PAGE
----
This is my first post in English. It is simple, and based in “copy-paste” from the Howard Zinn’s book “A People’s History of US“. What I want to show is that “the american dream” is a fallacy. Who are in power, or the powerful, the wealthy are not because they were smarter or luckier. They are, as persons or as group, in charge because they didn’t play fair, they got rich from slavery, explotation and wars. As example of that I will choose JPMorgan. I will start from the bank web page:

1915:

J.P. Morgan arranges the biggest foreign loan in history – a $500 million Anglo/French loan.

1906:

J.P. Morgan is central to the creation of U.S. Steel, GE and AT&T.

1895:

J. Pierpont Morgan, Sr. becomes senior partner. The New York firm is renamed J.P. Morgan & Co.

1893:

J.P. Morgan is primary financier of U.S. railroads.

1848:

The Waterbury Bank opens, a predecessor of the Chase Manhattan Bank.

1824:

The Chemical Bank is established.

1799:

The Manhattan Company, the firm’s earliest predecessor institution, is chartered.

 

And then, some extracts of the book. The bolds are mine. In the year 1886, Henry Grady, an editor of the Atlanta Constitution, spoke at a dinner in New York. In the audience were J. P. Morgan, H. M. Flagler (an associate of Rockefeller), Russell Sage, and Charles Tiffany. His talk was called “The New South” and his theme was: Let bygones be bygones; let us have a new era of peace and prosperity; the Negro was a prosperous laboring class; he had the fullest protection of the laws and the friendship of the southern people. Grady joked about the northerners who sold slaves to the South and said the South could now handle its own race problem.

It was a system of periodic crisis-1837, 1857,1873 (and later: 1893, 1907, 1919, 1929)-that wiped out small businesses and brought cold,hunger, and death to working people while the fortunes of the Astors, Vanderbilts, Rockefellers, Morgans, kept growing through war and peace, crisis and recovery. During the 1873 crisis, Carnegie was capturing the steel market, Rockefeller was wiping out his competitors in oil. The wild fraud on the railroads led to more control of railroad finances by bankers, who wanted more stability-profit by law rather than by theft. By the 1890s, most of the country’s railway mileage was concentrated in six huge systems. Four of these were completely or partially controlled by the House of Morgan, and two others by the bankers Kuhn, Loeb, and Company. J. P. Morgan had started before the war, as the son of a banker who began selling stocks for the railroads for good commissions. During the Civil War he bought five thousand rifles for $3.50 each from an army arsenal, and sold them to a general in the field for $22 each. The rifles were defective and would shoot off the thumbs of the soldiers using them. A congressional committee noted this in the small print of an obscure report, but a federal judge upheld the deal as the fulfillment of a valid legal contract. Morgan had escaped military service in the Civil War by paying $300 to a substitute. So did John D. Rockefeller, Andrew Carnegie, Philip Armour, Jay Gould, and James Mellon. Mellon’s father had written to him that “a man may be a patriot without risking his own life or sacrificing his health. There are plenty of lives less valuable.” In 1895 the gold reserve of the United States was depleted, while twenty-six New York City banks had $129 million in gold in their vaults. A syndicate of bankers headed by J. P. Morgan & Company, August Belmont & Company, the National City Bank, and others offered to give the government gold in exchange for bonds. President Grover Cleveland agreed. The bankers immediately resold the bonds at higher prices, making $18 million profit. A journalist wrote: “If a man wants to buy beef, he must go to the butcher…. If Mr. Cleveland wants much gold, he must go to the big banker.” By 1900, he (Morgan) controlled 100,000 miles of railroad, half the country’s mileage. Three insurance companies dominated by the Morgan group had a billion dollars in assets. Morgan then formed the U.S. Steel Corporation, combining Carnegie’s corporation with others. He sold stocks and bonds for $1,300,000,000 (about 400 million more than the combined worth of the companies) and took a fee of 150 million for arranging the consolidation. How could dividends be paid to all those stockholders and bondholders? By making sure Congress passed tariffs keeping out foreign steel; by closing off competition and maintaining the price at $28 a ton; and by working 200,000 men twelve hours a day for wages that barely kept their families alive. (Where is here free market?) J. P. Morgan and Company acted as agents for the Allies, and when, in 1915, Wilson lifted the ban on private bank loans to the Allies, Morgan could now begin lending money in such great amounts as to both make great profit and tie American finance closely to the interest of a British victory in the war against Germany. JP Morgan, one of the more powerful banks in US and in the world is the responsible of the current crisis. But the capital origin is over the sweat of millions of US workers.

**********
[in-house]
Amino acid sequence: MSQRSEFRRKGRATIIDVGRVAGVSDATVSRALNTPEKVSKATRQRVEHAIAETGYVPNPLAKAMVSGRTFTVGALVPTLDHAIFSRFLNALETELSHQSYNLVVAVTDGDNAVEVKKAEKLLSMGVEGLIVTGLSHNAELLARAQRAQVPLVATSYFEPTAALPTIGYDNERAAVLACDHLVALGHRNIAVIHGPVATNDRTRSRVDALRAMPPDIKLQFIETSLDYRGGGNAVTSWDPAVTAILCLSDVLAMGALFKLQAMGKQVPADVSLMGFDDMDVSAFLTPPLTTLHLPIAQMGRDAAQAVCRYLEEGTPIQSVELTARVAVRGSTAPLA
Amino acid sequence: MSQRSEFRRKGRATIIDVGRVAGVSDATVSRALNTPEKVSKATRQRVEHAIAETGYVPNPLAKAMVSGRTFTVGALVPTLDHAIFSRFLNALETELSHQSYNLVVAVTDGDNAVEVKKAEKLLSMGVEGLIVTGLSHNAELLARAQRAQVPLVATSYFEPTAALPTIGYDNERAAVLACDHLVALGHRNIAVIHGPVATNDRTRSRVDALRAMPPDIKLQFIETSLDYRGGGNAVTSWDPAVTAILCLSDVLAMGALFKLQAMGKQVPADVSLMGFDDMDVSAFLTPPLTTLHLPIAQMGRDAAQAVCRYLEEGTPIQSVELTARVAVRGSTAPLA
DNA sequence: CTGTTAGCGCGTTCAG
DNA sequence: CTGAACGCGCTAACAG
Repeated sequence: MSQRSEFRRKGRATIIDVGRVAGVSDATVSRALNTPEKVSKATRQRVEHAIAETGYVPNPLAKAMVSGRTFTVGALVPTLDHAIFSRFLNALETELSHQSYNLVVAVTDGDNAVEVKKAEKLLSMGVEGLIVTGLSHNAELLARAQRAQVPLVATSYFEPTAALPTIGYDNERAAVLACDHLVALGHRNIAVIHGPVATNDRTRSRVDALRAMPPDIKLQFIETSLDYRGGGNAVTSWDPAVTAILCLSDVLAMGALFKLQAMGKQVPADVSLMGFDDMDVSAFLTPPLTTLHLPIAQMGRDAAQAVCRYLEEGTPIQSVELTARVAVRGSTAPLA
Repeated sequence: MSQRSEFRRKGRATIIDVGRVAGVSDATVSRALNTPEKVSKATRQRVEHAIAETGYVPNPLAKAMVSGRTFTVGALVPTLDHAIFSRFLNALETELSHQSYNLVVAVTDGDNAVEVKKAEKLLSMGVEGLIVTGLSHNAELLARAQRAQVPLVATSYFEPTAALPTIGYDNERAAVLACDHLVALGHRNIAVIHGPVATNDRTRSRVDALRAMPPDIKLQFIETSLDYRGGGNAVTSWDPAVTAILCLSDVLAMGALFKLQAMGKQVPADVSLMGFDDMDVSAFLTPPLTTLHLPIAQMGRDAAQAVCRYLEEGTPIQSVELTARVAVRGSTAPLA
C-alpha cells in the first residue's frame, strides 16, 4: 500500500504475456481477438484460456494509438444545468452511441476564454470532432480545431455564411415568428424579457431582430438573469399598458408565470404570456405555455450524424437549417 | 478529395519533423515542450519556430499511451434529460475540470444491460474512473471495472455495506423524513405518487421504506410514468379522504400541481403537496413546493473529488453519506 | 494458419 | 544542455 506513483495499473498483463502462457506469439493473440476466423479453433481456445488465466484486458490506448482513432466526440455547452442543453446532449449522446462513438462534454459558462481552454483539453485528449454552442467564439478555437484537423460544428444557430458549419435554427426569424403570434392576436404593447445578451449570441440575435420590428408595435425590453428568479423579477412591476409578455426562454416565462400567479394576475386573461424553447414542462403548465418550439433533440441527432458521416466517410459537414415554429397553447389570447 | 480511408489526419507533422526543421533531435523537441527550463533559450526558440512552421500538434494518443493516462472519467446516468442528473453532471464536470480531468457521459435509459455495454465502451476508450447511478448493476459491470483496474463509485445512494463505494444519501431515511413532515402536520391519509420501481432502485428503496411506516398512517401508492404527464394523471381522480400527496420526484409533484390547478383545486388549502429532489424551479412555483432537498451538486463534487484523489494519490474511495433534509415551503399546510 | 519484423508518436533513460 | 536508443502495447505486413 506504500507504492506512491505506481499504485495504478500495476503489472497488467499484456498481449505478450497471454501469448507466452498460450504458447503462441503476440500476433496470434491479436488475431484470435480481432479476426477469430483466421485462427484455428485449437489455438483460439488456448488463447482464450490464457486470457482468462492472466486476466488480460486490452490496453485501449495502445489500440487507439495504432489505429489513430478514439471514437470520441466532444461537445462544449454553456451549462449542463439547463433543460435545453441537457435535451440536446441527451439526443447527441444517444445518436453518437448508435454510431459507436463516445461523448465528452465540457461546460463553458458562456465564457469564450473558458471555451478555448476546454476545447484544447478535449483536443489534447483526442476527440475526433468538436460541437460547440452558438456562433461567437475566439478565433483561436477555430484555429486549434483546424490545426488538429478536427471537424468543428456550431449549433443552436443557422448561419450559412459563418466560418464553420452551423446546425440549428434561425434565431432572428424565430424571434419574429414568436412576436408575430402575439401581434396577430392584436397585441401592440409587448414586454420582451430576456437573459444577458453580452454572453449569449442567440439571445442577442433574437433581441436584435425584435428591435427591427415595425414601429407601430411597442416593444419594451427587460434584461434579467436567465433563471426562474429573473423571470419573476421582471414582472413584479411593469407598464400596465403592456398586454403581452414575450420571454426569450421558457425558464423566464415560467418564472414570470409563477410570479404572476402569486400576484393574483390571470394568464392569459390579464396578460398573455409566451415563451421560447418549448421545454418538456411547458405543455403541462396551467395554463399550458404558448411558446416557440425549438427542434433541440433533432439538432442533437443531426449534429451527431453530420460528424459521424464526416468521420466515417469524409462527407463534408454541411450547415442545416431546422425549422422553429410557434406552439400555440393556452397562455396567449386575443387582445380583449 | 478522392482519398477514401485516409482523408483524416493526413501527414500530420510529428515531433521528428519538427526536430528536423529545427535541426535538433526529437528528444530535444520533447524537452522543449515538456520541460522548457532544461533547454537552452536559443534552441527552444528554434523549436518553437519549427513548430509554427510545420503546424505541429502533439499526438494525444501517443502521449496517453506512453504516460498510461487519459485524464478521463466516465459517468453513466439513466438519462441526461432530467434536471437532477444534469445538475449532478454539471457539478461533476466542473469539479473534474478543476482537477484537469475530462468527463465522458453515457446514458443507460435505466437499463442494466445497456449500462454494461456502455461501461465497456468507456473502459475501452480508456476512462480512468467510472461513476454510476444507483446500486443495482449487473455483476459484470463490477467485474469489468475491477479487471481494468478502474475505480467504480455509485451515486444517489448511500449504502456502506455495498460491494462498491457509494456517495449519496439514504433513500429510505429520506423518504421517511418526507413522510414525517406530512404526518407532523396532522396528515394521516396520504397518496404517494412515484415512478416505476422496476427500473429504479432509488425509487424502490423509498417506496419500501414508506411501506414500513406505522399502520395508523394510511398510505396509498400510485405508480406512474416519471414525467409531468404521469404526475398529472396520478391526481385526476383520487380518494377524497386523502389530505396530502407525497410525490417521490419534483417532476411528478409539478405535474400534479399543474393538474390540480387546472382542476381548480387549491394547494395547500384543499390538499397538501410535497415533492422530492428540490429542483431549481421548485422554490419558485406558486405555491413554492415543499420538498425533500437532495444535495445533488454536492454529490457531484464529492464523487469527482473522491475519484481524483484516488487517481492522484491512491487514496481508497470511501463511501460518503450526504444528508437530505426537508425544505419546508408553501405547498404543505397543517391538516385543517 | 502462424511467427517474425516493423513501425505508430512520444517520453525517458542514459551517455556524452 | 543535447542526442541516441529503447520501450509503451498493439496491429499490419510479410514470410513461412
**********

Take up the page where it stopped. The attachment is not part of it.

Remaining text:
Anuncios